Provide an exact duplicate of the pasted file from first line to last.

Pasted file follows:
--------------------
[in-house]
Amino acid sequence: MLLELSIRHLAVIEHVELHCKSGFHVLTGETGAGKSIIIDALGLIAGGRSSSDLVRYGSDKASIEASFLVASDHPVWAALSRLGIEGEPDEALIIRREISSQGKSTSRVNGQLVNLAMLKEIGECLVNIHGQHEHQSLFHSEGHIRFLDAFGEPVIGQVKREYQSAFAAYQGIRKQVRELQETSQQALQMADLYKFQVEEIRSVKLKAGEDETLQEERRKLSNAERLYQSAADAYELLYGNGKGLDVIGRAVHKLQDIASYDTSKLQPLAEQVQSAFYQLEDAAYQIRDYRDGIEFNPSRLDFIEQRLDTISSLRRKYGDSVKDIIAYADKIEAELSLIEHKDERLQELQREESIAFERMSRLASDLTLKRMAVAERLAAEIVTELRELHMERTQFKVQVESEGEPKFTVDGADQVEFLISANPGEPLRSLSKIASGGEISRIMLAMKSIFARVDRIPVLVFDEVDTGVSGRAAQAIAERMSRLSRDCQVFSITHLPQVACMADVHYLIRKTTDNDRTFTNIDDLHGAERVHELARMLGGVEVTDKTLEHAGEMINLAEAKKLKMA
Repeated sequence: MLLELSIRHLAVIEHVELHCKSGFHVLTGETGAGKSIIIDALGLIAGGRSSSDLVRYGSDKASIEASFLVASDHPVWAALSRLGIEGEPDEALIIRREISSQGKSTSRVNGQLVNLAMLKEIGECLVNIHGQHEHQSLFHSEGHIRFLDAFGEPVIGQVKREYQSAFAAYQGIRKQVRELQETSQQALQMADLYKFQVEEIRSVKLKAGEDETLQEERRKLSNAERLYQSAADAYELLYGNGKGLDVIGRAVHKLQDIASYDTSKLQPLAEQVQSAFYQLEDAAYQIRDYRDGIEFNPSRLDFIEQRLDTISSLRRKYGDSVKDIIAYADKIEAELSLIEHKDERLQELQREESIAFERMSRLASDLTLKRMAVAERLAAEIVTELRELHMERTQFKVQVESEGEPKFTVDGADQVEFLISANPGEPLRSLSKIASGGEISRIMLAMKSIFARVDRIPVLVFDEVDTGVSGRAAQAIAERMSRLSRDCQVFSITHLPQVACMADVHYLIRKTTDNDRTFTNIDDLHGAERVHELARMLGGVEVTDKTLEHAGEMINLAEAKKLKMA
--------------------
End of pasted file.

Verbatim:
[in-house]
Amino acid sequence: MLLELSIRHLAVIEHVELHCKSGFHVLTGETGAGKSIIIDALGLIAGGRSSSDLVRYGSDKASIEASFLVASDHPVWAALSRLGIEGEPDEALIIRREISSQGKSTSRVNGQLVNLAMLKEIGECLVNIHGQHEHQSLFHSEGHIRFLDAFGEPVIGQVKREYQSAFAAYQGIRKQVRELQETSQQALQMADLYKFQVEEIRSVKLKAGEDETLQEERRKLSNAERLYQSAADAYELLYGNGKGLDVIGRAVHKLQDIASYDTSKLQPLAEQVQSAFYQLEDAAYQIRDYRDGIEFNPSRLDFIEQRLDTISSLRRKYGDSVKDIIAYADKIEAELSLIEHKDERLQELQREESIAFERMSRLASDLTLKRMAVAERLAAEIVTELRELHMERTQFKVQVESEGEPKFTVDGADQVEFLISANPGEPLRSLSKIASGGEISRIMLAMKSIFARVDRIPVLVFDEVDTGVSGRAAQAIAERMSRLSRDCQVFSITHLPQVACMADVHYLIRKTTDNDRTFTNIDDLHGAERVHELARMLGGVEVTDKTLEHAGEMINLAEAKKLKMA
Repeated sequence: MLLELSIRHLAVIEHVELHCKSGFHVLTGETGAGKSIIIDALGLIAGGRSSSDLVRYGSDKASIEASFLVASDHPVWAALSRLGIEGEPDEALIIRREISSQGKSTSRVNGQLVNLAMLKEIGECLVNIHGQHEHQSLFHSEGHIRFLDAFGEPVIGQVKREYQSAFAAYQGIRKQVRELQETSQQALQMADLYKFQVEEIRSVKLKAGEDETLQEERRKLSNAERLYQSAADAYELLYGNGKGLDVIGRAVHKLQDIASYDTSKLQPLAEQVQSAFYQLEDAAYQIRDYRDGIEFNPSRLDFIEQRLDTISSLRRKYGDSVKDIIAYADKIEAELSLIEHKDERLQELQREESIAFERMSRLASDLTLKRMAVAERLAAEIVTELRELHMERTQFKVQVESEGEPKFTVDGADQVEFLISANPGEPLRSLSKIASGGEISRIMLAMKSIFARVDRIPVLVFDEVDTGVSGRAAQAIAERMSRLSRDCQVFSITHLPQVACMADVHYLIRKTTDNDRTFTNIDDLHGAERVHELARMLGGVEVTDKTLEHAGEMINLAEAKKLKMA